CLINTON: No. I'm just saying that you asked specifically if he would reject it. And there's a difference between denouncing and rejecting. And I think when it comes to this sort of, you know, inflammatory — I have no doubt that everything that Barack just said is absolutely sincere. But I just think, we've got to be even stronger. We cannot let anyone in any way say these things because of the implications that they have, which can be so far-reaching.

OBAMA: Tim, I have to say I don't see a difference between denouncing and rejecting. There's no formal offer of help from Minister Farrakhan that would involve me rejecting it. But if the word "reject" Senator Clinton feels is stronger than the word "denounce," then I'm happy to concede the point, and I would reject and denounce.

CLINTON: Good. Good. Excellent.

Even McCain has the same problem:

"Yesterday, Pastor John Hagee endorsed my candidacy for president in San Antonio, Texas. However, in no way did I intend for his endorsement to suggest that I in turn agree with all of Pastor Hagee's views, which I obviously do not.

"I am hopeful that Catholics, Protestants and all people of faith who share my vision for the future of America will respond to our message of defending innocent life, traditional marriage, and compassion for the most vulnerable in our society."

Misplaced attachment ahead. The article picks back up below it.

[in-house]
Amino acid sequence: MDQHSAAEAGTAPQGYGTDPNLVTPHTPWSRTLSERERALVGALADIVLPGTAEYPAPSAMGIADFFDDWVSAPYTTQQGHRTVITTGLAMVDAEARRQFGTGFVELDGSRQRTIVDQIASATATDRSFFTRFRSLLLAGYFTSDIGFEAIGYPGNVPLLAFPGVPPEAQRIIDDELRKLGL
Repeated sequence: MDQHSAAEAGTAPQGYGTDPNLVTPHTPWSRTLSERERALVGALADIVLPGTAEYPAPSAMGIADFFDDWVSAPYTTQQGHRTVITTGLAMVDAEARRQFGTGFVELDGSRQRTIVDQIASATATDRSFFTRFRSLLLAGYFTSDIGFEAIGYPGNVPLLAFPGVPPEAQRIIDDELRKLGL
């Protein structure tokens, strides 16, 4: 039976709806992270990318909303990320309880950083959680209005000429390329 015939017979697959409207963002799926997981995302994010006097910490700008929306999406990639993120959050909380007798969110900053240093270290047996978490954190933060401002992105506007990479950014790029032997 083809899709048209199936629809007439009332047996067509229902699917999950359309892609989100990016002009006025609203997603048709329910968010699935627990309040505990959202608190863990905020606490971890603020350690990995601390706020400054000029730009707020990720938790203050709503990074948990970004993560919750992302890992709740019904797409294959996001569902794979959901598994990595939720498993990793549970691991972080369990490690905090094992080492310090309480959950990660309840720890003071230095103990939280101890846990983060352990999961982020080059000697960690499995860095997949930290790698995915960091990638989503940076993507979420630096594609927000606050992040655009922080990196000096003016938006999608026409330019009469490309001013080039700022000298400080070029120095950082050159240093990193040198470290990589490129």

This is all kind of dumb.  One would expect a candidate to have enough self-confidence and independence to distinguish herself or himself from the views of every last voter.  Besides, I wonder what the appropriate remedy is here.  Does Obama have to beg Farrakhan to vote for someone else?  Can't Obama (or McCain or Clinton) say: "I'm glad to have the votes of Hagee, Farrakhan or whomever, but they ought to know that I won't advance core aspects of their agenda?"?  What does "reject support" even mean?

More fundamentally, if the implication is that the support of Hagee et alia means there's something Hagee-like (because birds of a feather. . . ), then why not just talk about the Hagee-like bits of McCain's view?  That's more efficient.